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Rewriting the rules on online marketing, lead generation — and competence

When it comes to creating a potential attorney-client relationship, “Discussion” is out; “Consultation” is in.

That change, designed to put online communications on par with actual conversations, was adopted Monday by the American Bar Association’s House of Delegates as a result of the work of the Commission on Ethics 20/20.

The vote in favor of Resolution 105B amends several of the ABA’s Model Rules of Professional Conduct to provide more guidance on online marketing and lead-generation. As Debra Cassens Weiss writes for the ABA Journal, 105B addresses such questions as:

When do online discussions give rise to duties to prospective clients? May a lawyer generate leads through Groupon? What type of online communications are impermissible solicitations?

The changes include replacing “discussion” with “consultation” in Model Rule 1.18, which deals with duties to prospective clients. Lawyers with their own smartphone apps may want to pay close attention here: “According to new commentary,” Cassens Weiss writes, “duties may arise if a lawyer invites the prospective client to submit information about possible representation without sufficient warnings or cautionary statements.”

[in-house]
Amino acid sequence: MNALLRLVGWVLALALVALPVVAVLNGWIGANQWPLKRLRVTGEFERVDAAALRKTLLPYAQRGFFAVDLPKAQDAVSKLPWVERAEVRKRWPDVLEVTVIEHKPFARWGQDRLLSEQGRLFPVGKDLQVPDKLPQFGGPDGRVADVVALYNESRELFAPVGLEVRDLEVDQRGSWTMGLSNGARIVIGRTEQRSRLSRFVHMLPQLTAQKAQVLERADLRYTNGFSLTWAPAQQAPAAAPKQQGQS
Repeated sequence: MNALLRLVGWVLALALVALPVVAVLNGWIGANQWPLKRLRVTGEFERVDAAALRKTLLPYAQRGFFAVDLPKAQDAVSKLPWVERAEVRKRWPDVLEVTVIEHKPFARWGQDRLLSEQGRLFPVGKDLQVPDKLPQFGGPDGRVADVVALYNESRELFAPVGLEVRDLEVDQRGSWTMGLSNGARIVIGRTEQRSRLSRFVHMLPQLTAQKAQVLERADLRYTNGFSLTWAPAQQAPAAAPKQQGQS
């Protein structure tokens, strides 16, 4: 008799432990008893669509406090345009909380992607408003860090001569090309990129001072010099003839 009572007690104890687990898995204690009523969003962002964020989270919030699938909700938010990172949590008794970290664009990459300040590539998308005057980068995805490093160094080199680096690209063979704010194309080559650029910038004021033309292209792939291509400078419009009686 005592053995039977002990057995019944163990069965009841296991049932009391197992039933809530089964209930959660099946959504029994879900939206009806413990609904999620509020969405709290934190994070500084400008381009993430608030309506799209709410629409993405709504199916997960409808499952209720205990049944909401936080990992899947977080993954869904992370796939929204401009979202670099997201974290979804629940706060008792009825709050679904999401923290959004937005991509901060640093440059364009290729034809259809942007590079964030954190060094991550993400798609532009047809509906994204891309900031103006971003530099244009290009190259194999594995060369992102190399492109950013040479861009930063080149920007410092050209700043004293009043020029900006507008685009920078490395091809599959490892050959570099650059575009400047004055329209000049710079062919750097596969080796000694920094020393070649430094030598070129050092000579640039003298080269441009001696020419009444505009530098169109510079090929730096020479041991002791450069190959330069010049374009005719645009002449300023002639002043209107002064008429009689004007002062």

Resolution 105B also amends Model Rule 7.3 to deal with online client solicitations. And it adds a new comment to Model Rule 7.2 to address marketing methods like Total Attorneys, Martindale-Hubbell’s Lawyers.com and even, yes, Groupon. The new comment says it’s OK to pay for “lead generation” services, provided the generator doesn’t vouch for the lawyer’s credentials or abilities, or create the impression that it has chosen the lawyer by analyzing the potential client’s legal problems, or pretend that the recommendation is being made gratis.

Finally, if you’re the kind of lawyer who thinks none of this applies to you because your social network is more about your crowd than The Cloud, well, think again. The House of Delegates also approved Resolution 105A on Monday. Under a new comment, 105A adds to Model Rule 1.1, the duty to provide competent representation now requires not only that you keep up with changes in the law, but also with the risks and benefits associated with new technology.

Those were just two of the resolutions adopted at the ABA’s Annual Meeting in Chicago, which wraps up on Tuesday. For more information on the delegates’ votes and other reports from the meeting, click here.